Monday, July 9, 2018

July 9. Fish in a Tree

I taught his older brother--one of those BMOC's waiting to blossom in high school and college. Smart as a whip, funny, athletic, cute, just everything you would want in a son.
This one showed up in my sixth grade homeroom the year after his brother graduated. His mom tried to persuade him to write something on my bulletin board (equipped with chalk and prompts) and he said, "Mom, I'm not ______" and named his older brother I loved so much.

I vowed then and there I would never call him by the wrong name, I would never compare him, I would never make him feel like he was less than that large personality he followed.

Within the first week, I realized there was no possible way I was going to make that mistake. I loved this kid and he was nothing like the older brother, in all the best ways. I loved him and his class that year and I learned from his mom that following summer that on the last day of school, after he turned and shook my hand and thanked me for the year, he went home and cried on his bed because it was over and even though I would continue to be his math teacher, it would never be the same.

But before that happened, before the religion class journal project and before I identified him to his mom as possibly being a lot more dyslexic than previously thought (meaning, at all...), before any of that, when we were just starting to bond as teacher and student, there was a book fair at the school. It coincided with teacher conferences and I was sitting in the hall waiting for the next parent when I saw him walking down the long hallway with something in his hand.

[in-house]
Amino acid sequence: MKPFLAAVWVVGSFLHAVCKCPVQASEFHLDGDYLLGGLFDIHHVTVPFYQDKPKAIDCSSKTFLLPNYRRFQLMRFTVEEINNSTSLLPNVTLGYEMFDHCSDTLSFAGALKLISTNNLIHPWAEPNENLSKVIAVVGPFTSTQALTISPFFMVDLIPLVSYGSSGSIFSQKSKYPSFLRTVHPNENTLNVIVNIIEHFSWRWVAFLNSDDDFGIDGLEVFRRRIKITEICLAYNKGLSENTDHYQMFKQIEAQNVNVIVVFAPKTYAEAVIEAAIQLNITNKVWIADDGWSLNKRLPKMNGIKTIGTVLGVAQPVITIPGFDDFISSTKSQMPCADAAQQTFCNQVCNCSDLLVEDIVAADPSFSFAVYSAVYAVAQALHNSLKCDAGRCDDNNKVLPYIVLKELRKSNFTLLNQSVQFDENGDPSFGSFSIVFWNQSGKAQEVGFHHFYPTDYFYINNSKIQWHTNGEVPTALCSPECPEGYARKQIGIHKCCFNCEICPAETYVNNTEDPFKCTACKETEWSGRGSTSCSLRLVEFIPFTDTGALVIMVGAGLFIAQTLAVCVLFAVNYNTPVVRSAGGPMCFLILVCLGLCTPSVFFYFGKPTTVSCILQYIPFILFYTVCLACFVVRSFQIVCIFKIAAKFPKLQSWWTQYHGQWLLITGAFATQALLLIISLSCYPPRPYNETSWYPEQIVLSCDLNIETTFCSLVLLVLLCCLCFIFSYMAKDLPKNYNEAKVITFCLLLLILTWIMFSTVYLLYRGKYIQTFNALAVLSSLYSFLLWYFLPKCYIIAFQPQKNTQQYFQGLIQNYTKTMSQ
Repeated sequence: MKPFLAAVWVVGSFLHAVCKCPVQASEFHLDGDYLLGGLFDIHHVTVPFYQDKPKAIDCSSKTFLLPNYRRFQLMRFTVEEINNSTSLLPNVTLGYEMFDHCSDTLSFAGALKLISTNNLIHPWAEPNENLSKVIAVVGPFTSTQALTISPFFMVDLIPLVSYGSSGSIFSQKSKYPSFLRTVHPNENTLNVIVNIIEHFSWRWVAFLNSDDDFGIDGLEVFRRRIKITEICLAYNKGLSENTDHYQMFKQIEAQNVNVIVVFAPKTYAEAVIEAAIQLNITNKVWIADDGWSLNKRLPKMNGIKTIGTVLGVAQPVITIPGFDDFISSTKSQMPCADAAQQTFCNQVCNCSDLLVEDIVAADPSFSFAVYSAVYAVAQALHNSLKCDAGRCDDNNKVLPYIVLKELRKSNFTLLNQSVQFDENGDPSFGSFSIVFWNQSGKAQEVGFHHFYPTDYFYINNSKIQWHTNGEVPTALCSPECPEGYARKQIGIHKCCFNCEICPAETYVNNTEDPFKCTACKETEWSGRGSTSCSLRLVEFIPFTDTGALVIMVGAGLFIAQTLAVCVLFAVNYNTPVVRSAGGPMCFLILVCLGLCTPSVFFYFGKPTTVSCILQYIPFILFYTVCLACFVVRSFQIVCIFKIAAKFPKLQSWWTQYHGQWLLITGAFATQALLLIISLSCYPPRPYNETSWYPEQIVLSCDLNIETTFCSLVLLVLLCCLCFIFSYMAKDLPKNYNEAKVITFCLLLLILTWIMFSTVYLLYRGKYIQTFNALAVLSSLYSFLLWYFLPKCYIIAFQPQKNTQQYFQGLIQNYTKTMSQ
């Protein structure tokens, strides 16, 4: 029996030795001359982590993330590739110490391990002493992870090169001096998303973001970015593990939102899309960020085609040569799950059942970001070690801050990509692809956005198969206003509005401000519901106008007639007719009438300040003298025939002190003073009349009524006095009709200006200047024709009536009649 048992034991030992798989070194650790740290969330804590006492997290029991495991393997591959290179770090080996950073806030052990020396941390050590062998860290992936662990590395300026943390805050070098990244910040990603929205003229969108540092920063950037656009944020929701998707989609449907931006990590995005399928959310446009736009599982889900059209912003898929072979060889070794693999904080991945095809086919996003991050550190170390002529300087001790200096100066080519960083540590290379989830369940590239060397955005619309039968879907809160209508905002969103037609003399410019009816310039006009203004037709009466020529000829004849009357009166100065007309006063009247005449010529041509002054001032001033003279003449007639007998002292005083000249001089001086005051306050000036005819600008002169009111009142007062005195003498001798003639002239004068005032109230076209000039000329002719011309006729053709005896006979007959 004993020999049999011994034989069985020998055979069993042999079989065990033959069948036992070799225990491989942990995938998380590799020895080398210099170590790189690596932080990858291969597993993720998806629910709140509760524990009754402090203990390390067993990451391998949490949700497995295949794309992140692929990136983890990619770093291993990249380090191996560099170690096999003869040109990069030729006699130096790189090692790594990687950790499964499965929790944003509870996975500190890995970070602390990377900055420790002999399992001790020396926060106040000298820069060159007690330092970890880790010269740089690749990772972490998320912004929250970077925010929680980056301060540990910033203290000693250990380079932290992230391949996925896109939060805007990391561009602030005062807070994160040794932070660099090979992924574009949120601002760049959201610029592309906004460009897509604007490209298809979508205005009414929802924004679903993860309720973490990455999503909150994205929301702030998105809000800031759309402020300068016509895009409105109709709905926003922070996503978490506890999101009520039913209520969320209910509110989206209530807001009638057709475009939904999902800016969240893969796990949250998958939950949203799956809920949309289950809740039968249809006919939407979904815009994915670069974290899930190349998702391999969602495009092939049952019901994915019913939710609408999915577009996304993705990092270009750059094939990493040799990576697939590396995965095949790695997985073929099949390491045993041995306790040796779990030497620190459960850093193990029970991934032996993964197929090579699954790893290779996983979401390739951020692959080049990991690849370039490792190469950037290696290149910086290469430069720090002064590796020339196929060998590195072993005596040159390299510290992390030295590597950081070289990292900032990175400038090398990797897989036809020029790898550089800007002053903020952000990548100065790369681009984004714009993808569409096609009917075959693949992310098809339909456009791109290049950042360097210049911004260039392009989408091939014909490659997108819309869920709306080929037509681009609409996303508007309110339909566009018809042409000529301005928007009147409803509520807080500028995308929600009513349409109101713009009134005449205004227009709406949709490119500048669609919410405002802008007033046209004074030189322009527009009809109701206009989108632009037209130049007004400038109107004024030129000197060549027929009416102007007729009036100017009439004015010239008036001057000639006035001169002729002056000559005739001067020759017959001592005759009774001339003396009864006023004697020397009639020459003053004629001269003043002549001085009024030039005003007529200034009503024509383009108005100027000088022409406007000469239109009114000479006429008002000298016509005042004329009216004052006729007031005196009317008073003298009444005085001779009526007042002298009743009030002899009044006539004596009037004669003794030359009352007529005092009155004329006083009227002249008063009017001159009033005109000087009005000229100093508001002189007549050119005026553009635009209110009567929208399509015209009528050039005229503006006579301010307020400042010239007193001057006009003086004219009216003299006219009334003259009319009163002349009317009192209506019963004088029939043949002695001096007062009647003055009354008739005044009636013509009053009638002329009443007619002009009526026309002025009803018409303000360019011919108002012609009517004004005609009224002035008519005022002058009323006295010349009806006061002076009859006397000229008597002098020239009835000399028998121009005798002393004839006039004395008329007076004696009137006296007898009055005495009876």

He thrust his hand out towards me, and in it was this book. "For me?" I asked. He nodded, nervous. "Thank you," I said his name. And he walked away.

"Everybody is smart in different ways. But if you judge a fish by its ability to climb a tree, it will live its life believing it is stupid."

It's about a student with dyslexia who is finally identified by her 6th grade teacher.

I identified his dyslexia the following year.

I still tutor him--and I find myself, partway through math problems, having him verbally explain the answers. And I know that his high school teachers won't do this for him, not fluidly and naturally like we do. It's a beautiful dance between the right student and the right teacher, one that Vygostsky describes and I ascribe to because all good teachers should. But there don't seem to be enough good teachers.

I'm learning though that it really only takes one to make you believe. For my Sophia it was Mr. Rouse. For me it was Br. Stephen. Perhaps I'm the one for this young man--although I hope he does have more along the way the next four years, I take my responsibility seriously.  Because it is vital to be seen.


  1. This is a wonderful story. The world needs more teachers like you.

  2. Maybe I needed to cry today. I don't know. You are a blessing to that boy, and every boy needs all the blessings he can get.